Iterative Modulo Scheduling
• There are no loop carried dependencies so
Minimum II = ResMII = 3
• Iterative: Not always possible to schedule the
loop for minimum II
II = minII
Attempt to modulo
schedule loop with II
Success
II = II + 1
Fail
Iterative Modulo Scheduling
• Operations in the loop that execute in cycle:
i
• Must also execute in cycles:
i + k*II
k = 0 to N-1
• Therefore to detect resource conflicts look in
the reservation table under cycle:
(i-1) mod II + 1
• Hence the name “modulo scheduling”
New Pipelined Schedule
Modulo Reservation Table
• Store couldn’t be scheduled in cycle 6
• Slot = (6-1) mod 3 + 1 = 3
• Already taken by an earlier load
Iterative Modulo Scheduling
• Now we have a valid schedule for II=3
• We need to construct the loop kernel,
prologue, and epilogue
• The loop kernel is what is executed when the
pipeline is in steady state
– The kernel is executed every II cycles
• First we divide the schedule into stages of II
cycles each
Pipeline Stages
Stage:
1
00
2
3
Pipelined Loop Iterations
3 Cycles
Stage 1
Stage 2
i=0
i=1
i=2
i=3
i=4
i=0
i=1
i=2
i=3
i=4
i=0
i=1
i=2
i=3
Stage 3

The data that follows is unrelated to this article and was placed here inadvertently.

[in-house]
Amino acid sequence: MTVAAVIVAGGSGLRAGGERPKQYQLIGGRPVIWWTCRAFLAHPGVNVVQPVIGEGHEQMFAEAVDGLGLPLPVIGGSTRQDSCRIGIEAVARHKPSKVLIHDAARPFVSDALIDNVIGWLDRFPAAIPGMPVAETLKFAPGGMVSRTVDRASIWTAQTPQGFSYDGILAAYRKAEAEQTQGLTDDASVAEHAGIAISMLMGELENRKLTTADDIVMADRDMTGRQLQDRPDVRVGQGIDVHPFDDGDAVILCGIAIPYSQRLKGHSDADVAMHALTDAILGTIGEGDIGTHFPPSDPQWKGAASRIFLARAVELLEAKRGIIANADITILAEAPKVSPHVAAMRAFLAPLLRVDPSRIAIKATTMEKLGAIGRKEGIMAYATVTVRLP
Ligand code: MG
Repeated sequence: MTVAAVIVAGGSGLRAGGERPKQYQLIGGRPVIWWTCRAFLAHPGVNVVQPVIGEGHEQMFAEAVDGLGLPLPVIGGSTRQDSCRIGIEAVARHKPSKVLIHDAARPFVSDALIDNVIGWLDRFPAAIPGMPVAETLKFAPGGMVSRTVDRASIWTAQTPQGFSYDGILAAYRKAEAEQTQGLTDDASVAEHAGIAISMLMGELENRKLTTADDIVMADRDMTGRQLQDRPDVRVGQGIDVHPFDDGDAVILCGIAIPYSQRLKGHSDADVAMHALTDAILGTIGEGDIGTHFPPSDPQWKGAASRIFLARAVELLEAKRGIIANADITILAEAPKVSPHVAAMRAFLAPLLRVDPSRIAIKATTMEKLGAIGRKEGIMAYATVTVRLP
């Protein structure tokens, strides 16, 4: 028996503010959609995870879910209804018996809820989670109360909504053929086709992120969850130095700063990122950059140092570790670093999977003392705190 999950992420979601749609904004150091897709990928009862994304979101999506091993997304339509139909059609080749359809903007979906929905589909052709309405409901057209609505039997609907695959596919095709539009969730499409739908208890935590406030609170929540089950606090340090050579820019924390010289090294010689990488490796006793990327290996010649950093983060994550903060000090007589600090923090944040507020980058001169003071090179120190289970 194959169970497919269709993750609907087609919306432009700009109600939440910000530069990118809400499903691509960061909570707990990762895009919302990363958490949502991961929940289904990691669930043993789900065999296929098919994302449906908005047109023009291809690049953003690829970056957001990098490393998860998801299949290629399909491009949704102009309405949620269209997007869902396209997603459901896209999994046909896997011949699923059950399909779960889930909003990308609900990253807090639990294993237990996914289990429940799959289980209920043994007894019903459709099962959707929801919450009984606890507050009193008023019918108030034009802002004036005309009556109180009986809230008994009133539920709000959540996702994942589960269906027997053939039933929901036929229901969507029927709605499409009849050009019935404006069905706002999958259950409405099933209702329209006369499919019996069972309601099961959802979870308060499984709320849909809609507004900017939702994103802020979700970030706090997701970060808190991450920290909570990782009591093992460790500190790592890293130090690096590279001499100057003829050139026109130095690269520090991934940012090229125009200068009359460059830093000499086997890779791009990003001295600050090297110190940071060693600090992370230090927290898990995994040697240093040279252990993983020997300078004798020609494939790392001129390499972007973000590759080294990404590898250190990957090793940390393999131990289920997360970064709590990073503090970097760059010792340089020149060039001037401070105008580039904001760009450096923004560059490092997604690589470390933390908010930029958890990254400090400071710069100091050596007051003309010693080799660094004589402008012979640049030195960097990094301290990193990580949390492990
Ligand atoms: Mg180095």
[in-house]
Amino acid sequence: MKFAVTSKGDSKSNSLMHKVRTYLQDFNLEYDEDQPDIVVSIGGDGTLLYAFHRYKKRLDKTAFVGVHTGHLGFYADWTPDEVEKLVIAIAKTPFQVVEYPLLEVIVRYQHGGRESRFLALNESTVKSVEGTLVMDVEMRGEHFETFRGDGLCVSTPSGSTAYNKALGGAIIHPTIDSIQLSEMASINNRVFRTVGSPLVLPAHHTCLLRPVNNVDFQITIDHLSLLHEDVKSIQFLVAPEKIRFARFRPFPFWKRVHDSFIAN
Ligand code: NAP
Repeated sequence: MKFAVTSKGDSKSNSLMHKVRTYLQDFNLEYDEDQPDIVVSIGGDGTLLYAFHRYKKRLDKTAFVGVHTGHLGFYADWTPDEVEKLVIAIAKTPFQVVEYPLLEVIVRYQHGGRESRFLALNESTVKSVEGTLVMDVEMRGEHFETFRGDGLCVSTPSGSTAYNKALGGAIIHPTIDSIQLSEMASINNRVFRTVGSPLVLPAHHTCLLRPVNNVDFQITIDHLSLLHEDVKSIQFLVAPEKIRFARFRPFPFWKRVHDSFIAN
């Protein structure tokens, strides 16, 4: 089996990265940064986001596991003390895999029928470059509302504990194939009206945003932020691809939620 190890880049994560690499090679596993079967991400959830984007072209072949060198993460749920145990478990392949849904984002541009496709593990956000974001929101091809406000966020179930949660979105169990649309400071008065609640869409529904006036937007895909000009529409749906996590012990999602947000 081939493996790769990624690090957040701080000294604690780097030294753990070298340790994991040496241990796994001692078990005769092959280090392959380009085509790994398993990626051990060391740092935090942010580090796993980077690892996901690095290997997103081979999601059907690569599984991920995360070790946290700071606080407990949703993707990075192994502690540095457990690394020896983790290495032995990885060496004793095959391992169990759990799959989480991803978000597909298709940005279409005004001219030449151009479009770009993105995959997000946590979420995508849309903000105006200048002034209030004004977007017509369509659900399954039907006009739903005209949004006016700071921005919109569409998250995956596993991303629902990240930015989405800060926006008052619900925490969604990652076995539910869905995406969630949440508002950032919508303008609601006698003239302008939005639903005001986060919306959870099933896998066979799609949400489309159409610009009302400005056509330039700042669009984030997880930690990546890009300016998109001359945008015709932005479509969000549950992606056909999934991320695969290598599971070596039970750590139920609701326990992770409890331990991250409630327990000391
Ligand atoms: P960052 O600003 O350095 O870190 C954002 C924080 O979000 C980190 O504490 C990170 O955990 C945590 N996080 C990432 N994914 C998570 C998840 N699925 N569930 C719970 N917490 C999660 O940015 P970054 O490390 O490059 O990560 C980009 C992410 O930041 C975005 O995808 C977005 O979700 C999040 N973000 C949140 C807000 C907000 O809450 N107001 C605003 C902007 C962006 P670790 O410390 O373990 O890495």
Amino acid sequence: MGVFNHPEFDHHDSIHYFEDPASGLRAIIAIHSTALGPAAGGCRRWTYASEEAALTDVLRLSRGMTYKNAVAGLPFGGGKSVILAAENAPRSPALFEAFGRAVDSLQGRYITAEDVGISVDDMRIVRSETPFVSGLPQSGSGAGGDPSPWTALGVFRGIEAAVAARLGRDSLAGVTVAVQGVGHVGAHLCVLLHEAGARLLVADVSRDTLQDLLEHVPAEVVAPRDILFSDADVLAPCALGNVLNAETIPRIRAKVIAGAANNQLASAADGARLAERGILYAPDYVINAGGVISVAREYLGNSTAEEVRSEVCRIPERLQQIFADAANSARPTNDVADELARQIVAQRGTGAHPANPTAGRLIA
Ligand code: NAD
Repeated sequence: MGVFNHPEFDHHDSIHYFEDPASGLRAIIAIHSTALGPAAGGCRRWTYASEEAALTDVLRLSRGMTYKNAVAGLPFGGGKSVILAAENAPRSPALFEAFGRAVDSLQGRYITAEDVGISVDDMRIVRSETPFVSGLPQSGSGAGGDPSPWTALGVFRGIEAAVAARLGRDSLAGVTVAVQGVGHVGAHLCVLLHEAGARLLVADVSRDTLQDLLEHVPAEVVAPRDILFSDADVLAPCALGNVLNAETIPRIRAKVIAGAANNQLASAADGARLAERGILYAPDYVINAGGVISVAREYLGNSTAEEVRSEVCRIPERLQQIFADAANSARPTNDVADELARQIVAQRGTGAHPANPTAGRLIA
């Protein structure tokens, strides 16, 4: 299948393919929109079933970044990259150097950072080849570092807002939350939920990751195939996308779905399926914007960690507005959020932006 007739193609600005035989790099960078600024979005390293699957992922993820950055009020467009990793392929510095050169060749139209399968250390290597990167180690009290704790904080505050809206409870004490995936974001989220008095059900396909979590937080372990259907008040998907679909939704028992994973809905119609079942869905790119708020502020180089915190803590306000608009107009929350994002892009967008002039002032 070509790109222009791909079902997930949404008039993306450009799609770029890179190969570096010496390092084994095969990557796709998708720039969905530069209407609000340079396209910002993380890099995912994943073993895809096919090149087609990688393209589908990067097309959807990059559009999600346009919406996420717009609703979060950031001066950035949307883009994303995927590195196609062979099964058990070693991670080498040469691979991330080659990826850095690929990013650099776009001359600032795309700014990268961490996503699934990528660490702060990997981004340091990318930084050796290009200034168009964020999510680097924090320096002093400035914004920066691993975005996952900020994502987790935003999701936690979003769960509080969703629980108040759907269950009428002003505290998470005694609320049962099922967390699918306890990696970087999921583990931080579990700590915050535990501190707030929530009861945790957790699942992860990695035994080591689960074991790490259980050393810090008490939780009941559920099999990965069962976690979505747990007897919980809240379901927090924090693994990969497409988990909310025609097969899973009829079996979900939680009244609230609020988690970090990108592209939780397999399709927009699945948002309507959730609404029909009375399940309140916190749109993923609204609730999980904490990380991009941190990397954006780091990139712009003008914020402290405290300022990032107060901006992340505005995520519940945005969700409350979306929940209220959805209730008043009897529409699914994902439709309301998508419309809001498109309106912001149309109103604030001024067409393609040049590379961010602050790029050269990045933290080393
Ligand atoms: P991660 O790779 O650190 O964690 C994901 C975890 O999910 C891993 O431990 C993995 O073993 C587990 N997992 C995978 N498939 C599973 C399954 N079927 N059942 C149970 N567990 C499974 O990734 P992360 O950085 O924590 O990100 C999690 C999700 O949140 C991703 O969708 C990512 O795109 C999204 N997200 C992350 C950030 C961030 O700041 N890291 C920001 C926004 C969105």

Prologue
Kernel
(Steady State)
i=4
Epilogue
Loop Dependencies
for (i = 0; i < M; i++)
for (j = 0; j < N; j++)
a[j] = b[i] + a[j-1];
Depends on previous iteration
• May cause non-zero recurrence min II.
• Several papers in FPGA 2013 deal with
discovering/optimizing loop dependencies
Limitations and
Current Research
LegUp HLS Limitations
• HLS will likely do better for datapath-oriented
parts of a design.
• Results likely quite sensitive to how loops are
structured in your C code.
• Difficult for HLS to “beat” optimized
structured HW design.
FPGA/Altera-Specific
Aspects of LegUp
• Memory
– On-chip (AltSyncRAM),
off-chip (DDR2/SDRAM controller)
• IP cores
– Divider, floating point units
• On-chip SOC interconnect
– Avalon interface
• LegUp-generated Verilog fairly FPGA-agnostic:
– Not difficult to migrate to target ASICs
Current Research Work
• Impact of compiler optimizations on HLS
• Enhanced parallel accelerator support
– Combining Pthreads+OpenMP
• Smaller processor
• Improved loop pipelining
• Software fallback for bitwidth-optimized
accelerators
• Enhanced GUI to display CDFG connected
with the schedule
Current Work: PCIe Support
• Enable use of LegUp-generated
accelerators in an HPC
environment
– Communicating with an x86
processor via PCIe
• Message passing or memory
transfers
– Software API for fpga_malloc,
fpga_free, send, receive
• DE4 / Stratix IV support in next
LegUp release
On to the Labs!